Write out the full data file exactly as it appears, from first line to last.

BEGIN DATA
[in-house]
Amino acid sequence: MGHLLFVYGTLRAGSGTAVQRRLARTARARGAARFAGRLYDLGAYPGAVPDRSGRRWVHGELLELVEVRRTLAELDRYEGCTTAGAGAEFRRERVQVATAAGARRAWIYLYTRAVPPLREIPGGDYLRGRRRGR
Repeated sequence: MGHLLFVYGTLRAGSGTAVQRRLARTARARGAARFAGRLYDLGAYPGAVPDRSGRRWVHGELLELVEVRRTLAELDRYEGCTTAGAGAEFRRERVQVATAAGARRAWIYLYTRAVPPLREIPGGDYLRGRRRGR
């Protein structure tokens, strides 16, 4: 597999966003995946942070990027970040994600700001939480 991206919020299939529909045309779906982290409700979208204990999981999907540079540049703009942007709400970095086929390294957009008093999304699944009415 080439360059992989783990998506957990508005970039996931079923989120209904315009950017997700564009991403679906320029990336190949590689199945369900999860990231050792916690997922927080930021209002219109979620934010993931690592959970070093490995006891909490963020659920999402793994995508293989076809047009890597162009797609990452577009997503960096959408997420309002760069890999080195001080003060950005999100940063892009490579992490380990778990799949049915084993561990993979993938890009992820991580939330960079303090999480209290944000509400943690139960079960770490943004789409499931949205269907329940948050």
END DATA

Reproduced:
[in-house]
Amino acid sequence: MGHLLFVYGTLRAGSGTAVQRRLARTARARGAARFAGRLYDLGAYPGAVPDRSGRRWVHGELLELVEVRRTLAELDRYEGCTTAGAGAEFRRERVQVATAAGARRAWIYLYTRAVPPLREIPGGDYLRGRRRGR
Repeated sequence: MGHLLFVYGTLRAGSGTAVQRRLARTARARGAARFAGRLYDLGAYPGAVPDRSGRRWVHGELLELVEVRRTLAELDRYEGCTTAGAGAEFRRERVQVATAAGARRAWIYLYTRAVPPLREIPGGDYLRGRRRGR
């Protein structure tokens, strides 16, 4: 597999966003995946942070990027970040994600700001939480 991206919020299939529909045309779906982290409700979208204990999981999907540079540049703009942007709400970095086929390294957009008093999304699944009415 080439360059992989783990998506957990508005970039996931079923989120209904315009950017997700564009991403679906320029990336190949590689199945369900999860990231050792916690997922927080930021209002219109979620934010993931690592959970070093490995006891909490963020659920999402793994995508293989076809047009890597162009797609990452577009997503960096959408997420309002760069890999080195001080003060950005999100940063892009490579992490380990778990799949049915084993561990993979993938890009992820991580939330960079303090999480209290944000509400943690139960079960770490943004789409499931949205269907329940948050």